Also, some species, such as bumblebees, will only nest for a few months before moving on and are generally not a threat to humans or property.

Relocate a Bee Nest That’s Outdoors

If you’ve discovered a bee’s nest in your garden or somewhere easily accessible on your property, find a local beekeeper and share photos of the nest and the area, they might be willing to pop along and relocate the nest for you.

The process is relatively simple; the beekeeper looks for the queen bee and takes her and the nest material away. The remaining bees will die off without the queen and the nest.

Once relocated, the queen will reestablish the nest.

This method is preferred as it’s ethical, and many beekeepers charge reasonable rates, with some even offering their services for free (i.e. for honeybees).

Relocate a Bee Nest That’s Indoors

Bee nests indoors are often handled differently as some damage to the building may be inevitable and all bee nest removals should be carried out by professionals.

Bee nests in lofts can often only be removed by first cutting a hole in the roof and repairing it afterwards.

In the voids above ceilings, bee nests can often only be removed after a section of the plasterboard has been removed, and this will need to be repaired too.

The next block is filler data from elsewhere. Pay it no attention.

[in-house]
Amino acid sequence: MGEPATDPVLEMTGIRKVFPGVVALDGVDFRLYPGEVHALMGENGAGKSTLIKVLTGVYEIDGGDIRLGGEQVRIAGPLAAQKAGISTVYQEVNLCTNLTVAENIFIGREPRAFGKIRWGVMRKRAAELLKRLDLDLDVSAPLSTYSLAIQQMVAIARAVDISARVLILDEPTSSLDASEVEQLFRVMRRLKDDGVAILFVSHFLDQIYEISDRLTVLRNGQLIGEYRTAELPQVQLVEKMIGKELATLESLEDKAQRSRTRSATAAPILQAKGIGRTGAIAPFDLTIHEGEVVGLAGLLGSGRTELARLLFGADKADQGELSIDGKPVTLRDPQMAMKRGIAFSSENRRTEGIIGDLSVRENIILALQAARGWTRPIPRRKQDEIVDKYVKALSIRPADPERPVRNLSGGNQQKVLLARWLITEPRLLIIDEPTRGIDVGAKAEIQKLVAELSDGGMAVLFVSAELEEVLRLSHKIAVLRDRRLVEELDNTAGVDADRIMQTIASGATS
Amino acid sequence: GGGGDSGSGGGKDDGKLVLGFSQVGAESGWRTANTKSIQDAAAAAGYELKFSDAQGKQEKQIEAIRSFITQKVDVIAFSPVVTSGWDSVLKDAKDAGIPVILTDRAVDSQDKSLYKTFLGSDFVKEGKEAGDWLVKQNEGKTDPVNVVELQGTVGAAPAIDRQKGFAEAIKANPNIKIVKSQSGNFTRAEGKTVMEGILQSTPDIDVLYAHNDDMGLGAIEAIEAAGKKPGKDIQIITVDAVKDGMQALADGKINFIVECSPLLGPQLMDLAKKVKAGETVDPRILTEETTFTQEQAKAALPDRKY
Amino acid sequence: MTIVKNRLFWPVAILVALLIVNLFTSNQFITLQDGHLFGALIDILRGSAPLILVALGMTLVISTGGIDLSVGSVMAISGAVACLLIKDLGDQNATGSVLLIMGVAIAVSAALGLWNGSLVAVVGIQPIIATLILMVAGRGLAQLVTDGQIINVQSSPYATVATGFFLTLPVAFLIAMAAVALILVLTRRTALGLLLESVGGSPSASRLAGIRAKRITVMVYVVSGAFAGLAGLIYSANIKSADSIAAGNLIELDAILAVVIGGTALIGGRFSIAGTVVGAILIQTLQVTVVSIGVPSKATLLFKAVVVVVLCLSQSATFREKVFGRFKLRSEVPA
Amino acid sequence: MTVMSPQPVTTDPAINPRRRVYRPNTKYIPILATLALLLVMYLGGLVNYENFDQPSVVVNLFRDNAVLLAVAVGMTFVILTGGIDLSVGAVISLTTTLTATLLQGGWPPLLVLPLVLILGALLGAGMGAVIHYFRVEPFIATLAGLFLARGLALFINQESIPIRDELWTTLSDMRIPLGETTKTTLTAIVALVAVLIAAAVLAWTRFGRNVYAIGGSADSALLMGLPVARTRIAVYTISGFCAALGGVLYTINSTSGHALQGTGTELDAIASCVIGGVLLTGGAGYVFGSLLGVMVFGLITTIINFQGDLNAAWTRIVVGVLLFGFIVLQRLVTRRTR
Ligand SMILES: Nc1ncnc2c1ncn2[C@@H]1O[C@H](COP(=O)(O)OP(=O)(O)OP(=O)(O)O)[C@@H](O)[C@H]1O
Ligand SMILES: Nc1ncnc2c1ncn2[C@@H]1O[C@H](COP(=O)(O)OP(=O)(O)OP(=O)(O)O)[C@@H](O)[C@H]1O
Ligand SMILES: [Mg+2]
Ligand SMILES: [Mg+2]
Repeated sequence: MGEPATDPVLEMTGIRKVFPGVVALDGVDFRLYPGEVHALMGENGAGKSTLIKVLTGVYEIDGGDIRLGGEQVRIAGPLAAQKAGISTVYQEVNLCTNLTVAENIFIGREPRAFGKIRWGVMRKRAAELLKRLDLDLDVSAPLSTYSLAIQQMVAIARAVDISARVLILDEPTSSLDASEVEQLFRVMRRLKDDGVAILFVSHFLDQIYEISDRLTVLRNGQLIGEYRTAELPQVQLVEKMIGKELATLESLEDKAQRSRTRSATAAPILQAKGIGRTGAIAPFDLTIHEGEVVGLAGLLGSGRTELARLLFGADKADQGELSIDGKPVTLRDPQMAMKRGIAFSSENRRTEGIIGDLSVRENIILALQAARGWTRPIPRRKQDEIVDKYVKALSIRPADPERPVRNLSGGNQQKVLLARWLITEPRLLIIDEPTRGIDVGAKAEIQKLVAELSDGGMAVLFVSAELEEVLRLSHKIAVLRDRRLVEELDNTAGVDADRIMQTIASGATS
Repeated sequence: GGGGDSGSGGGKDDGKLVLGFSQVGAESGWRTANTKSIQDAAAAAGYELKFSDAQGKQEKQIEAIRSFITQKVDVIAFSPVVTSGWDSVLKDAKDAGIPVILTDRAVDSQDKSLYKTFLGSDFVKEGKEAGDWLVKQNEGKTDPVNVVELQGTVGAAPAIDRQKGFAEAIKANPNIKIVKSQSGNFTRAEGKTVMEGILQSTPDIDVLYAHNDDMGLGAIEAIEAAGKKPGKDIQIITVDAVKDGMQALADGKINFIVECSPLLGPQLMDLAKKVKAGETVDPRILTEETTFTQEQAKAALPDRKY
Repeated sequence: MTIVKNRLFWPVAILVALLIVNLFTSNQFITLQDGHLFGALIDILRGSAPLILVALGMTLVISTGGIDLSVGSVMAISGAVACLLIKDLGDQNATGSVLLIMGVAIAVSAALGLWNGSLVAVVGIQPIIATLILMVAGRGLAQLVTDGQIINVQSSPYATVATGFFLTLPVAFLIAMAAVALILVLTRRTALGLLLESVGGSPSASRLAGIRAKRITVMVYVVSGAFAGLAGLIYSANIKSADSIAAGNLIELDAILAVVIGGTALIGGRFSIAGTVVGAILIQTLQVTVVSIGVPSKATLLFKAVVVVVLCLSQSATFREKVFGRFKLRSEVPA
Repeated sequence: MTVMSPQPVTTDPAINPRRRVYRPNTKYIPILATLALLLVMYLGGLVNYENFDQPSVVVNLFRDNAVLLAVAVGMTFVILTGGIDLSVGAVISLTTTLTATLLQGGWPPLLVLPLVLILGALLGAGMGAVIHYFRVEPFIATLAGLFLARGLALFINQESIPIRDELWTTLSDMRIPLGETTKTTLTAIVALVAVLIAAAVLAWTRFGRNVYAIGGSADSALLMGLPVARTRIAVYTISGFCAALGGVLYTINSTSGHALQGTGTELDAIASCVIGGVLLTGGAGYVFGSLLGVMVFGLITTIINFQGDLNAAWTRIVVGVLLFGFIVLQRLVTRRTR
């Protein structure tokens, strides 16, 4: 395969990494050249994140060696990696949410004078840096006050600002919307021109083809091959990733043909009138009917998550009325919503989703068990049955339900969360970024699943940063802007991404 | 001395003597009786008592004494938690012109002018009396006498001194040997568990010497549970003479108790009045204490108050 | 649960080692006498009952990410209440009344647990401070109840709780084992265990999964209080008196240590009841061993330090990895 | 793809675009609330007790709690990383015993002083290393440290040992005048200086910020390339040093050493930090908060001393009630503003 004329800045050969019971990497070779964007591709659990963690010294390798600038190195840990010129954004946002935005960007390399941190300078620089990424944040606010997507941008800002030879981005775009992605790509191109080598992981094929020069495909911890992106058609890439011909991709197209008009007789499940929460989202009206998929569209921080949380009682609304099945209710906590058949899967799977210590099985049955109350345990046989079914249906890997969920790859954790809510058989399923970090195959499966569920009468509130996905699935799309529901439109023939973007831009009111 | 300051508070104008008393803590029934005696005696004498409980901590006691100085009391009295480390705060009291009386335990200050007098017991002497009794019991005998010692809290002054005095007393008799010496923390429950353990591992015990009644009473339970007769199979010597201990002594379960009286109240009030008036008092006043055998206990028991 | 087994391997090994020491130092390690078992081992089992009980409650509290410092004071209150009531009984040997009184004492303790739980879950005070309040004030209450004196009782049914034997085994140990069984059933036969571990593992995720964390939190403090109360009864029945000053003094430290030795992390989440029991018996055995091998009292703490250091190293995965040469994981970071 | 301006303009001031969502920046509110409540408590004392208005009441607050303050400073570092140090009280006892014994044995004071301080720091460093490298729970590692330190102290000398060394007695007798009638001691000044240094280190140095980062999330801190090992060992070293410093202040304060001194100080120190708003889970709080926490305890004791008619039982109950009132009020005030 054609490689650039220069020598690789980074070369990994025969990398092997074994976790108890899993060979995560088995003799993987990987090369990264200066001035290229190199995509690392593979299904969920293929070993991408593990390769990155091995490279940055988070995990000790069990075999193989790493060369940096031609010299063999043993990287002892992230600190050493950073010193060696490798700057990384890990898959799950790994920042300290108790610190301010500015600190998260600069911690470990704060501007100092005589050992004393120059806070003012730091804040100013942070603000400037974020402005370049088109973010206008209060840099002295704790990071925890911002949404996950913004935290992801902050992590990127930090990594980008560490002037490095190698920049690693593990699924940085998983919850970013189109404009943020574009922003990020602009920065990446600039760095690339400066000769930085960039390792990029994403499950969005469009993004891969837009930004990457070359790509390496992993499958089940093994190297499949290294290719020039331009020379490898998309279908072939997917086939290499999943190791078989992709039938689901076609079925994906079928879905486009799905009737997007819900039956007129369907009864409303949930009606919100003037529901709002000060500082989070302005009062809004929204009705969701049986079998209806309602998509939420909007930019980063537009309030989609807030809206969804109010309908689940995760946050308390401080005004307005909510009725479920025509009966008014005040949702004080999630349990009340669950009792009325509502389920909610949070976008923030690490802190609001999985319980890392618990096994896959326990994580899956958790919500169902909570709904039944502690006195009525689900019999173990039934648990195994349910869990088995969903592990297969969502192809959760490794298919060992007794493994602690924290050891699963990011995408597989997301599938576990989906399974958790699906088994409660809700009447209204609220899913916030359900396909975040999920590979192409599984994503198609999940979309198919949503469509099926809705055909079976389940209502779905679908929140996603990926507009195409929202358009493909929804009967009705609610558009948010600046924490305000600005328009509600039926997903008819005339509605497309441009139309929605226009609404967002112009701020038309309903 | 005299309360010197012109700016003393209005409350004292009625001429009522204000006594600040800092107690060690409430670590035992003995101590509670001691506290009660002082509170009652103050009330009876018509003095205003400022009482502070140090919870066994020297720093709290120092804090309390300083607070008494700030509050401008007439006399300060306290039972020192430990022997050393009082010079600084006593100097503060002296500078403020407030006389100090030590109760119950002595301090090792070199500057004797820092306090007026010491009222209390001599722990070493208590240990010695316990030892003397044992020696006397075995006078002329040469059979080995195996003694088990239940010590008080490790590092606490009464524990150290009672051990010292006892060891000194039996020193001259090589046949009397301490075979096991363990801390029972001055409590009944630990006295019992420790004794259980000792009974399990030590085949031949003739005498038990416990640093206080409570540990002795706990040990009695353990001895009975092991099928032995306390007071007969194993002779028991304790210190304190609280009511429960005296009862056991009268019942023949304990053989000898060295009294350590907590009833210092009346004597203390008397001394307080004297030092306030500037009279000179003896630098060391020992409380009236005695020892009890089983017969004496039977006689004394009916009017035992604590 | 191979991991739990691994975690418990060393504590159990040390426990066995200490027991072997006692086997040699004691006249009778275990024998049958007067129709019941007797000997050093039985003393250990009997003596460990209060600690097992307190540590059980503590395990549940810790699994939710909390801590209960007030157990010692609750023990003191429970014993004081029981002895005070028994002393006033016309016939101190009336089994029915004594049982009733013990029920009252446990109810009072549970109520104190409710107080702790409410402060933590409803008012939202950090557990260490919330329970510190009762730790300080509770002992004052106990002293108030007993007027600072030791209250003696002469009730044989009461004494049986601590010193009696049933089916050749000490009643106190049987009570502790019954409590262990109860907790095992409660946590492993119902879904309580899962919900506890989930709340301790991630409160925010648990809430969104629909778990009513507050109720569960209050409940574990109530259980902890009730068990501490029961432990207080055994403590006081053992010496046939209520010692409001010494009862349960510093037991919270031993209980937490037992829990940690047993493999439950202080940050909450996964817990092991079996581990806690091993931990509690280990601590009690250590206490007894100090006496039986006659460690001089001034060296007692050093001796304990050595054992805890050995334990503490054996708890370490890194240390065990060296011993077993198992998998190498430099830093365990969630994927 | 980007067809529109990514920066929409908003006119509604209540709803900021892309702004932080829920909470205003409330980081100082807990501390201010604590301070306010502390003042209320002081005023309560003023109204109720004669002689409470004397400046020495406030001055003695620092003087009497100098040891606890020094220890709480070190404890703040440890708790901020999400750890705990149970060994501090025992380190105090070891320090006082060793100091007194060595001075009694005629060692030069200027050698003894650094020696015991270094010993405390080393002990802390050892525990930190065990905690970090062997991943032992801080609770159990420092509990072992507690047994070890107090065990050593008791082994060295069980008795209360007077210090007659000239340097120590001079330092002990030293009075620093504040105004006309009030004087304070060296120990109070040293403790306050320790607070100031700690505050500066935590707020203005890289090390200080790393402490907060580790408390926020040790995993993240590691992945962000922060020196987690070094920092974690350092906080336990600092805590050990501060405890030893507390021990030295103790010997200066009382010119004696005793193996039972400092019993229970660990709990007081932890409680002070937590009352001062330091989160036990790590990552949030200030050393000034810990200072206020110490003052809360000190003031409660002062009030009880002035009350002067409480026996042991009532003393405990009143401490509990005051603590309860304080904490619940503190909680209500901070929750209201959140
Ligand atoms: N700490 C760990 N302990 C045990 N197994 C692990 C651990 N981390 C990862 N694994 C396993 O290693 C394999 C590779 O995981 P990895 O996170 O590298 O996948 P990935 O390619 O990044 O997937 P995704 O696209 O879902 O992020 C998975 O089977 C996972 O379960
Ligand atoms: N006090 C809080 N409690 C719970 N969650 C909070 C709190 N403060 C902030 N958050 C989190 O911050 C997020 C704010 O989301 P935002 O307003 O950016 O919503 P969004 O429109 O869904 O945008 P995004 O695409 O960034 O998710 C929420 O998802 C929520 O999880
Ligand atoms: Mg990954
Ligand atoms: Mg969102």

In cavity walls, the bees may need to be sucked out with a special hoover and some bricks removed so the specialist can take out the honeycomb. Again, the wall would need to be repaired afterwards.

In most cases, bee nests indoors cost more to remove, and the price will depend on the results of a survey which will also suggest remedial works to stop the bees from coming back. This could be gap filling, brick pointing or similar works.

Eradicate a Bees’ Nest

Eradicating a bee’s nest should be a last resort, and the chemicals widely available for the treatment of wasp nests aren’t nearly strong enough to treat bees and will likely trigger them into attacking you.

The only reliable way to safely eradicate a bee’s nest is to get a professional in as they will have the suitable chemicals and also the knowledge to stop them from coming back.

Tap the button below and fill in the form with details of your bee problem; local pest control experts will get in touch to discuss your options, which will probably include more ethical alternatives:

Resources

You may find these resources insightful:

Honey bee removal advice by the experts at Swarm Catcher.

Interesting bumblebee nest FAQs can be found here.

Swarm removal advice from the British Beekeeper’s Association.

More From Daniel Woodley:

This guide to removiong a bee’s nest was created by Daniel Woodley here at DIY Gardening and was last updated on the 29th of May, 2022.

Daniel spent 17 years working in the construction and home renovation industries. He’s a keen amateur gardener who also manages a large residential landscape in addition to his own mid-size garden.

He also enjoys growing vegetables and fruits as well as his herbaceous border and container garden.

More About Daniel Woodley

Danny Woodley